threadsTHREADS by Ami Polonsky from Disney Hyperion. To Whom It May Concern: Please, we need help. The day twelve-year-old Clara finds a desperate note in a purse in Bellman’s department store, she is still reeling from the death of her adopted sister, Lola. By that day, thirteen-year-old Yuming has lost hope that the note she stashed in the purse will ever be found. She may be stuck sewing in the pale pink factory outside of Beijing forever. Clara grows more and more convinced that she was meant to find Yuming’s note. Lola would have wanted her to do something about it. But how can Clara talk her parents, who are also in mourning, into going on a trip to China? Finally the time comes when Yuming weighs the options, measures the risk, and attempts a daring escape.
The lives of two girls–one American, and one Chinese–intersect like two soaring kites in this story about loss, hope, and recovery.

November 8th:

thelostpropertyofficeTHE LOST PROPERTY OFFICE by James R. Hannibal from Simon & Schuster. Thirteen-year-old Jack Buckles is great at finding things. Not just a missing glove or the other sock, but things normal people have long given up on ever seeing again. If only he could find his father, who has disappeared in London without a trace.

But Jack’s father was not who he claimed to be. It turns out that he was a member of a secret society of detectives that has served the crown for centuries—and membership into the Lost Property Office is Jack’s inheritance. Now the only way Jack will ever see his father again is if he finds what the nefarious Clockmaker is after: the Ember, which holds a secret that has been kept since the Great Fire of London. Will Jack be able to find the Ember and save his father, or will his talent for finding things fall short?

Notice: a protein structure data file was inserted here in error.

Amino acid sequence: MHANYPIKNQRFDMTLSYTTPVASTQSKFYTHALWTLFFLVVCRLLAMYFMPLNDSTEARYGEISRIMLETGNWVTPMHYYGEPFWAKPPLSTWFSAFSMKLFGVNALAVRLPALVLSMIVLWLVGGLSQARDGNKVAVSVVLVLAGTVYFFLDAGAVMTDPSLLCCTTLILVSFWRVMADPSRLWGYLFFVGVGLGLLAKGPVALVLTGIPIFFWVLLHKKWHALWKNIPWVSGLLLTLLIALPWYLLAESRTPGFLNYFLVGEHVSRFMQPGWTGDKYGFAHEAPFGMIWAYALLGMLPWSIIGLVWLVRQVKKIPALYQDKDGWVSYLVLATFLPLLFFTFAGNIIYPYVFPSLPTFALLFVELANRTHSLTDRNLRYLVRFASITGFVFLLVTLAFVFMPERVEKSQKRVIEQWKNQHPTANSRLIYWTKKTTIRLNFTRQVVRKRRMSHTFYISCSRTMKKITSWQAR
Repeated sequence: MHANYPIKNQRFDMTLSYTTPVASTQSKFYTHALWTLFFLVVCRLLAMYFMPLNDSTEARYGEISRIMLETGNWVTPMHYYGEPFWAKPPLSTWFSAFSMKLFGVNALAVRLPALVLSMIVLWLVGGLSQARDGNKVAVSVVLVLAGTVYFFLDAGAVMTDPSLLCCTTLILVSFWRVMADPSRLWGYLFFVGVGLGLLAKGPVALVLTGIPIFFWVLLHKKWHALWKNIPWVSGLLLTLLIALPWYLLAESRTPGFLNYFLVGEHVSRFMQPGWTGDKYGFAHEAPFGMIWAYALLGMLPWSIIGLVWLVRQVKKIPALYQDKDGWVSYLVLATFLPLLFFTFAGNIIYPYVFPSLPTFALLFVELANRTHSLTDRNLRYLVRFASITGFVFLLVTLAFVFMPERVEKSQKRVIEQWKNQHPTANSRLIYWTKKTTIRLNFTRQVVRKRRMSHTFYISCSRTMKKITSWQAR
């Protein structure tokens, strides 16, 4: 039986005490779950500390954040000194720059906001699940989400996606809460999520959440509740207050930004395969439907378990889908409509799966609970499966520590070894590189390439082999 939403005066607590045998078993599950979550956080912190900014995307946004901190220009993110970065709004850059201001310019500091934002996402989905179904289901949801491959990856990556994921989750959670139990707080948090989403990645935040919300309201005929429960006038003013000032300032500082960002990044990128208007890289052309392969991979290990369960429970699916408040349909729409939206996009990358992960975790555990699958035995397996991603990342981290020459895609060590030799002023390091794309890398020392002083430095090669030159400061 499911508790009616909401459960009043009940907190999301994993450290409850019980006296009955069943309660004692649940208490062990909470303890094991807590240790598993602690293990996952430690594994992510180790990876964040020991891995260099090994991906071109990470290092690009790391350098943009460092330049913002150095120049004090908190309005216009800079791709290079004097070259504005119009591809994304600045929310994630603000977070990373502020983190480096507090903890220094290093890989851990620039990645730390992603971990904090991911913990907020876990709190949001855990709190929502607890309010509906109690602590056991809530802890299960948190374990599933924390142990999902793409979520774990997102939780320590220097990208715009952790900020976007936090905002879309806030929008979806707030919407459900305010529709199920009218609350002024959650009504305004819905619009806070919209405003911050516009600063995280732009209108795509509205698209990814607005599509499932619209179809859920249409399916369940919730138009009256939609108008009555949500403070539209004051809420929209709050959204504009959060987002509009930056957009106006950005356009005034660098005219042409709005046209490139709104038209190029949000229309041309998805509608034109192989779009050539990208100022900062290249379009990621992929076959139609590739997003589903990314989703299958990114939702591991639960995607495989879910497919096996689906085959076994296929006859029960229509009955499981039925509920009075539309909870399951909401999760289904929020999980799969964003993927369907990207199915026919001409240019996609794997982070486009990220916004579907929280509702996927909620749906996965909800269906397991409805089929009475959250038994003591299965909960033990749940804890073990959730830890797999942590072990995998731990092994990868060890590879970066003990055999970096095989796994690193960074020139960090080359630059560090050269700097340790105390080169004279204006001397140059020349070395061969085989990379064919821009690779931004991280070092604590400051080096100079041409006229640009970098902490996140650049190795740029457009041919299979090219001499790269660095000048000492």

florencenightengaleFLORENCE NIGHTENGALE: THE COURAGEOUS LIFE OF THE LEGENDARY NURSE by Catherine Reef from HMH/Clarion. Most people know Florence Nightingale was a compassionate and legendary nurse, but they don’t know her full story. This riveting biography explores the exceptional life of a woman who defied the stifling conventions of Victorian society to pursue what was considered an undesirable vocation. She is best known for her work during the Crimean War, when she vastly improved gruesome and deadly conditions and made nightly rounds to visit patients, becoming known around the world as the Lady with the Lamp. Her tireless and inspiring work continued after the war, and her modern methods in nursing became the defining standards still used today. Includes notes, bibliography, and index.

thedograyTHE DOG, RAY by Linda Coggin from Candlewick. When my death came it was swift. Swift as a running horse. It wasted no time. Daisy, age twelve, has died in a car accident. She finds herself in the afterworld, which resembles nothing more than a job center. Her soul is being returned to Earth, but not as a human being she’s returning as a dog. A dog who retains Daisy’s thoughts and pluck and is determined to get back to her parents and to get back home. What she doesn t expect is that life as a dog named Ray would come with such worries and moments of jubilation as she grows to care for others in a whole new way.